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Finding Funding From Your Own Wallet

 

Guest articles > Finding Funding From Your Own Wallet

 

by: Daniel Milstein

 

When starting a business, you will need to invest money in the business to help it grow. Before you take the next step to get the business off the ground, you must be willing to provide your company with the basic "necessities" to thrive.

Salespeople should view themselves as a business or a mini- corporation, rather than a loan originator, real estate agent or insurance salesman. Do whatever it takes to grow the business. Just as you're willing to hire an assistant to help get you to the next level, it's also important to invest in the business in other ways. For example, salespeople shouldn't necessarily expect their companies to provide laptops, marketing materials and other 'necessities.' When we first opened the Golden Rule office, I used $3,000 of my own money to cover various overhead expenses, and there have been a number of other instances when I invested my own income for marketing campaigns and other costs. Some management consultants have said that three percent of your annual income is a reasonable amount to invest. Based on my own experience and conversations with other salespeople, I think it should be higher -- as much as 20 percent. Of course, you can gradually increase your investment and ultimately, the amount will be what you are comfortable spending. Do your own cost/benefit analysis to ascertain how much you are able to invest to help generate a specific production level.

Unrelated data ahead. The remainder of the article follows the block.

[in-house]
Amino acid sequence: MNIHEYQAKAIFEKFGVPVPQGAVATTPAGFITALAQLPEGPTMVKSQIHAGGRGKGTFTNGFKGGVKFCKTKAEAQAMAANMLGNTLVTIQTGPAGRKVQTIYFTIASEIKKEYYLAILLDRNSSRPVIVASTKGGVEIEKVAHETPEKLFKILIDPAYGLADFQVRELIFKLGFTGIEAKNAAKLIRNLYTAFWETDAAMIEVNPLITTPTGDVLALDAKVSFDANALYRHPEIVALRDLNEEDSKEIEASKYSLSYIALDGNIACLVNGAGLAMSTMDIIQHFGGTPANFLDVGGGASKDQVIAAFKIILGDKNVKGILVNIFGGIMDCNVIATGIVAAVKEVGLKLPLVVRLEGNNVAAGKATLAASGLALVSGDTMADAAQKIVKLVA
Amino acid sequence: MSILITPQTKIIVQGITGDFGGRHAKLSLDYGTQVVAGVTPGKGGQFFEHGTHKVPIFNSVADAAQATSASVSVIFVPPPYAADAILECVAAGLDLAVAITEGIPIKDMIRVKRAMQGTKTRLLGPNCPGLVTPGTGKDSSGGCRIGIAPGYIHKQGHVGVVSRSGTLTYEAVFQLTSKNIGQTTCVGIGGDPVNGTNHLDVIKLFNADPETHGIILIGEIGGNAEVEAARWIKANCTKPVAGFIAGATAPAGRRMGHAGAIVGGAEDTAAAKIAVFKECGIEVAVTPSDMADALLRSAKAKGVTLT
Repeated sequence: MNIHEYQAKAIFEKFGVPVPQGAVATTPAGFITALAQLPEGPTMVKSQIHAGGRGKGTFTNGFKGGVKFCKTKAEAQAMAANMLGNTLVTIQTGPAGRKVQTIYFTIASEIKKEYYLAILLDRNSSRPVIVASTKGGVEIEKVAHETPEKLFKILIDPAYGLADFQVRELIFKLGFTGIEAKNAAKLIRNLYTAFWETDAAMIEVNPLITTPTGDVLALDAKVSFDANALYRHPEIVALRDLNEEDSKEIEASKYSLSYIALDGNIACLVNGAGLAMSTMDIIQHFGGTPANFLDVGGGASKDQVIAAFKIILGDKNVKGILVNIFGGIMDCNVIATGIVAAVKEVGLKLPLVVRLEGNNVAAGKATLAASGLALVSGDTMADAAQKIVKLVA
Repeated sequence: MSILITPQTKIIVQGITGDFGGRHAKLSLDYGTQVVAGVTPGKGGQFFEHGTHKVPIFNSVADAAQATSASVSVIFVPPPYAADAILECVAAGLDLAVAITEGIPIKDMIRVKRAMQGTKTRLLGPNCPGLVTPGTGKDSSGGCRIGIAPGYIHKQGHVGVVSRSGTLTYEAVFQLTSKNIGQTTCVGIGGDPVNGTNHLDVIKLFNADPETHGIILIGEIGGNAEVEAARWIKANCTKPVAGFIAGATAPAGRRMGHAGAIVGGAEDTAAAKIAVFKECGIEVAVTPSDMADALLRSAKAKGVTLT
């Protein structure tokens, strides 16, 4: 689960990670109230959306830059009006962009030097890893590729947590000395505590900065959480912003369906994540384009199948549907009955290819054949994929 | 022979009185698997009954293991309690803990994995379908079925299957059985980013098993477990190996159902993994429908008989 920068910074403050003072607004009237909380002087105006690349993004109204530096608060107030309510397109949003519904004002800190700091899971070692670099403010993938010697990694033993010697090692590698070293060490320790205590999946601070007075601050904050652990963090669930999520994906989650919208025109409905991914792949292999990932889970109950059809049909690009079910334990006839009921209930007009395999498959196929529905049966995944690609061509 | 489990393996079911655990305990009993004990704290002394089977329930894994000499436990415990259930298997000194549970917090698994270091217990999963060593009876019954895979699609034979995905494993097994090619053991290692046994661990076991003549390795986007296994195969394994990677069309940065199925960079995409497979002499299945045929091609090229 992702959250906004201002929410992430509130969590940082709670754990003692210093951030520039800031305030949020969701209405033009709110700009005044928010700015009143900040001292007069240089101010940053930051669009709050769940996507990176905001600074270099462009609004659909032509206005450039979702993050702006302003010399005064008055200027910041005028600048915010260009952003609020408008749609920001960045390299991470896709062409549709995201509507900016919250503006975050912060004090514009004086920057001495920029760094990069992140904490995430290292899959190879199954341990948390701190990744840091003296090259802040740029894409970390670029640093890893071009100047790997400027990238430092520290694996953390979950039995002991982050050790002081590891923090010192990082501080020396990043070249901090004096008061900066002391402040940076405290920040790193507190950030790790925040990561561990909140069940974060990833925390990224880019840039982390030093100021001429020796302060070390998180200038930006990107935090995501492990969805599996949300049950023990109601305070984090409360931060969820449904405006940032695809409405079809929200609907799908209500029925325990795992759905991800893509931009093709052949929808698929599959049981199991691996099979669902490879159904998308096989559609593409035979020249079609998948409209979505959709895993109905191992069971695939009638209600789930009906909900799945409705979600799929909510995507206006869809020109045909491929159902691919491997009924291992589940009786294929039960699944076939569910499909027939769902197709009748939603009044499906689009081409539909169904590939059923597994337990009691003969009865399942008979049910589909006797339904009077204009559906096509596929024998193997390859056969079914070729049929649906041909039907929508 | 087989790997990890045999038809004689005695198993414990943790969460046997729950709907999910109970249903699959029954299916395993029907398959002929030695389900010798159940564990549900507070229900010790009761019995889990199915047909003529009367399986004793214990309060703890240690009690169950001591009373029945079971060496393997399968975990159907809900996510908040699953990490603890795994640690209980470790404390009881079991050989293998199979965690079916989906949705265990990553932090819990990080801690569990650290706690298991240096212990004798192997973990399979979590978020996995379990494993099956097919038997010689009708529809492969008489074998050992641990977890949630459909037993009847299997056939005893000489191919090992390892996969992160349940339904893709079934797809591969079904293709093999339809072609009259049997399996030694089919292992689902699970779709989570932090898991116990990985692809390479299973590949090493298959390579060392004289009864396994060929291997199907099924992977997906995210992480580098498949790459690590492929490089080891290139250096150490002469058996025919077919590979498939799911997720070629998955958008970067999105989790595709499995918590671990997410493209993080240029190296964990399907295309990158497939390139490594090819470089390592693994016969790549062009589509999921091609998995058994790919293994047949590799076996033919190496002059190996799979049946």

While it is important to work in a team and invest in others to help you rise to success, it is also equally important to invest in yourself to help your company grow off the ground.

 


Daniel Milstein is the bestselling author of ABC of Sales. For more information, visit: http://amzn.to/ABCARTICLES.


Contributor: Daniel Milstein

Published here on: 11-Nov-12

Classification: Sales

Website: http://amzn.to/ABCARTICLES

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